The diabetes management system 10 may include generally a patient data system 12, a healthcare professional data system 14, a network 16, and at least one server computer 18. As will be explained in more detail below, the diabetes management system 10 may be configured such that data and information is electronically sent and received to and from the patient data system 12, the healthcare professional data system 14, and the server computer 18 via the network 16.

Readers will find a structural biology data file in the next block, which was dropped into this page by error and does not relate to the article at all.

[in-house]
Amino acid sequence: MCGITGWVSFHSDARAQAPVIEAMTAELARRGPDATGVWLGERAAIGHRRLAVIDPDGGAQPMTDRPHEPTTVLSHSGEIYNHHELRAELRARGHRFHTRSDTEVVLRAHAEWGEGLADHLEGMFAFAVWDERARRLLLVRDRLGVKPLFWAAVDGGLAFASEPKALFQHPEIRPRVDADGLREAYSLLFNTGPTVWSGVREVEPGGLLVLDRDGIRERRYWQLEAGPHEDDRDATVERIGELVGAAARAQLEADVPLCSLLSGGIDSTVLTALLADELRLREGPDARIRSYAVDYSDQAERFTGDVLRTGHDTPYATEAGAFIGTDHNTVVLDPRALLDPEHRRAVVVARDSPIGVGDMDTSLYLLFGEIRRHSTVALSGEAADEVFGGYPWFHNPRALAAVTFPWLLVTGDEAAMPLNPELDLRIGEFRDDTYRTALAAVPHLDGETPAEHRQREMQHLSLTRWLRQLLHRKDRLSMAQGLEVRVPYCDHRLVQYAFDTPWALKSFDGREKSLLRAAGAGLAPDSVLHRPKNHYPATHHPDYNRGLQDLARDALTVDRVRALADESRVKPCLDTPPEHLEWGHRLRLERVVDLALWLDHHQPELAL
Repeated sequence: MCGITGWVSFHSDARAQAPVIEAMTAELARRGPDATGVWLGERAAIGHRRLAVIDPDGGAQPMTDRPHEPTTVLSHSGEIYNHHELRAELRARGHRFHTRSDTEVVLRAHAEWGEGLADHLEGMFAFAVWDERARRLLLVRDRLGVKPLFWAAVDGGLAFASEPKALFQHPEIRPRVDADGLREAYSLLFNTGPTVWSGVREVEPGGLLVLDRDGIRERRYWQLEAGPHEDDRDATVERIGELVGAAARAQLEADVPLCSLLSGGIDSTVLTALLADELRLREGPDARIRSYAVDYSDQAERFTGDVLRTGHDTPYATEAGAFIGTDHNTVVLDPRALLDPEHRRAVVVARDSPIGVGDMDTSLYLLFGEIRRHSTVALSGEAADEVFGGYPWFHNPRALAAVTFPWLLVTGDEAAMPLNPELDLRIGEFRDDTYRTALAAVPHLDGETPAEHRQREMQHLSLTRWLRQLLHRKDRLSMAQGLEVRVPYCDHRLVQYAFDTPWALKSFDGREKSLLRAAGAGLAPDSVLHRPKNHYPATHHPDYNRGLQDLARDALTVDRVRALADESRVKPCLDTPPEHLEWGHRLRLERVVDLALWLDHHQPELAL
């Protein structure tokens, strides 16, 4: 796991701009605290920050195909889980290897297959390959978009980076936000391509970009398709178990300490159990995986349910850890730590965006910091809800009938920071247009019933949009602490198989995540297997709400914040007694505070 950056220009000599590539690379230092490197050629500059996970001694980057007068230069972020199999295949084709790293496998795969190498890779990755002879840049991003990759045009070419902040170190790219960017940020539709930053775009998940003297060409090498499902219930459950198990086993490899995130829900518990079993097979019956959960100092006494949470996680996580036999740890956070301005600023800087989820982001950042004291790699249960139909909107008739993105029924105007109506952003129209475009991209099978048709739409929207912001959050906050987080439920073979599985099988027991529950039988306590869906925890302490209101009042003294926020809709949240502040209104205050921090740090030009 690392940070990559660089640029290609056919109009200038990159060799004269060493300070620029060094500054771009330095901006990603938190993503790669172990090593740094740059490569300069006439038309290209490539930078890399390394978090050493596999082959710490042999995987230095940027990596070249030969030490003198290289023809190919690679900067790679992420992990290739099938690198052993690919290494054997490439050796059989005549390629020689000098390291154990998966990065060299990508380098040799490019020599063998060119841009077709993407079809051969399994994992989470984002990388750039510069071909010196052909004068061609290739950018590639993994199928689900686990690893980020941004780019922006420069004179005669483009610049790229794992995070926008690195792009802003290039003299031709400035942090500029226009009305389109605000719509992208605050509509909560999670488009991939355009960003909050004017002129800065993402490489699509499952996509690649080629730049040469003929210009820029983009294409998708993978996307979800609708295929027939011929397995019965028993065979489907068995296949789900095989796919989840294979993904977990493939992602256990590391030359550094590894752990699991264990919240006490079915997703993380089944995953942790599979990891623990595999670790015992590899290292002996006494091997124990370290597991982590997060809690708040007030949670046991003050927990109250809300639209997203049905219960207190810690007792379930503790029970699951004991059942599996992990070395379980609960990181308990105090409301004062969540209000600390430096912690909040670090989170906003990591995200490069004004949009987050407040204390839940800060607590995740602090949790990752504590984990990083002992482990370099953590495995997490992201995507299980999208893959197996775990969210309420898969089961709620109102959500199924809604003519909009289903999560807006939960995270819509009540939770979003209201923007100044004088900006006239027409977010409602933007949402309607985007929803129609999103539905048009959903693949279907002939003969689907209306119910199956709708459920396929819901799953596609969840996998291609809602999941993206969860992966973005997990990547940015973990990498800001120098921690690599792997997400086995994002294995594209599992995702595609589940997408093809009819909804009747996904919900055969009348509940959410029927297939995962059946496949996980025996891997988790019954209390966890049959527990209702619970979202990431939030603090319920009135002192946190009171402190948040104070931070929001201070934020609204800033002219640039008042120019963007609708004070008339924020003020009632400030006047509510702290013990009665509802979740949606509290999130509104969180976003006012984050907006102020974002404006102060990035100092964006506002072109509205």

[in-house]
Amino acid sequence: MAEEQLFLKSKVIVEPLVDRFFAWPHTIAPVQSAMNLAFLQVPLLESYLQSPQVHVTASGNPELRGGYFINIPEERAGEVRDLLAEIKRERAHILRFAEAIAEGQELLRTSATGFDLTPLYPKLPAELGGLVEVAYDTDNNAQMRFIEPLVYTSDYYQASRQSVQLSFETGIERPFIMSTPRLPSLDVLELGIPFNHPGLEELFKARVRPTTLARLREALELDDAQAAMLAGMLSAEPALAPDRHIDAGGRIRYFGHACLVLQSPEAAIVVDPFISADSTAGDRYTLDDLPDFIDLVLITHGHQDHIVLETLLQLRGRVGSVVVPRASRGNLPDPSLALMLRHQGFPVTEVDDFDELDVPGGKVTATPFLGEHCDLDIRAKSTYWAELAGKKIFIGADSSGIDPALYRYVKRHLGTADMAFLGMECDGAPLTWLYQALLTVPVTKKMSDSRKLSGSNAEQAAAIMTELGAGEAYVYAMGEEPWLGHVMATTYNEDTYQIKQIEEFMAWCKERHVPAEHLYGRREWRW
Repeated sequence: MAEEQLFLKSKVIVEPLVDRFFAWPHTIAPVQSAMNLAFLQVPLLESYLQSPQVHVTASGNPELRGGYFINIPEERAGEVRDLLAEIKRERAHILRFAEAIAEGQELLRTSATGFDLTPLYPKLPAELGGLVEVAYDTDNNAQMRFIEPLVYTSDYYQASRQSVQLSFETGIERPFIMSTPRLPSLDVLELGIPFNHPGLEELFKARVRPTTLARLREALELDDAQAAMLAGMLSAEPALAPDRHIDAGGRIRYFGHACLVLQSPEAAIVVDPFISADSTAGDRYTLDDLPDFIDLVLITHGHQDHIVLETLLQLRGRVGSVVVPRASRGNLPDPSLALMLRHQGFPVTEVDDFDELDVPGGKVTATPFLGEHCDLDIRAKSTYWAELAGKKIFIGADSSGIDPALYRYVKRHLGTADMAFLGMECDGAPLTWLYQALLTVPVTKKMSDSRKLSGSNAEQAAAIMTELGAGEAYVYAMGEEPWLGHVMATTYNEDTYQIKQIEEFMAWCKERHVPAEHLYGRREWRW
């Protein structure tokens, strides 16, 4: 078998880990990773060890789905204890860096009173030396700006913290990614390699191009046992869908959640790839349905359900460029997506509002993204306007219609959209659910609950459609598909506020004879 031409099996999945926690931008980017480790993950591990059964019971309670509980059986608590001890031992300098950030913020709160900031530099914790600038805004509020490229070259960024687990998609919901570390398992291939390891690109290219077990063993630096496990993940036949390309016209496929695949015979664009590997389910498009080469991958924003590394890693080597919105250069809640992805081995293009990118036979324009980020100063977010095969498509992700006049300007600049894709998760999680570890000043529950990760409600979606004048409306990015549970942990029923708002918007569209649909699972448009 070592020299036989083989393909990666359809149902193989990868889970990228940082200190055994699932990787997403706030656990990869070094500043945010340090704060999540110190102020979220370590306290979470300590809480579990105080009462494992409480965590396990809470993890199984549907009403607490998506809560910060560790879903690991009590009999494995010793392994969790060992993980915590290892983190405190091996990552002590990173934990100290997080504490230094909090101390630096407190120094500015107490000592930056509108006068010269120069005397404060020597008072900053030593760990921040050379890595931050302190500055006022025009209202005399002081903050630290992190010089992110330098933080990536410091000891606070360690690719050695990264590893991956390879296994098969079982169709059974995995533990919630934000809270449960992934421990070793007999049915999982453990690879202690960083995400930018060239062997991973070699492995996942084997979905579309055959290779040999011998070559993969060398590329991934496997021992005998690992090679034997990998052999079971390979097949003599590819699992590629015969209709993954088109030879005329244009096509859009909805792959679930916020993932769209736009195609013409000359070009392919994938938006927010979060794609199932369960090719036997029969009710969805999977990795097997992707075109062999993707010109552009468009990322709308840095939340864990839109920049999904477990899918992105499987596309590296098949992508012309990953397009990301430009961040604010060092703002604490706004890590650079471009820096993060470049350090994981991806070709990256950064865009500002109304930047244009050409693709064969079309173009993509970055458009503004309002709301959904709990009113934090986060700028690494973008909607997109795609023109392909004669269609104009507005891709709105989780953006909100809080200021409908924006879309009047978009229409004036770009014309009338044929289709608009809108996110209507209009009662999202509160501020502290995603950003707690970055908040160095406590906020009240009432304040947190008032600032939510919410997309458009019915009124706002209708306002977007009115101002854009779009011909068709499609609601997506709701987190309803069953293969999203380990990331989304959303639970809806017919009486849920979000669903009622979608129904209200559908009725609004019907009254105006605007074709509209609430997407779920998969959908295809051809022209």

The diabetes management system 10′ illustrated in FIG. 3 may also generally include a medical data recording device 28, such as a blood glucose meter, for measuring and storing certain medical data or information, such as blood glucose measurements. The medical data recording device 28 may be operable to send medical data or information to at least one of the patient computing device 20 and the healthcare professional computing device 24 through a data transmission device, such as a hard-wired data port or a wireless data port such as a Bluetooth receiver, incorporated therein. The medical data recording device 28 may be associated with a unique identifier or security code that attaches to any data transmitted by the medical data recording device. Accordingly, in this method of data transmission, the patient or other user may not be required to enter a username, password, or other security code prior to transmitting data via the network 16.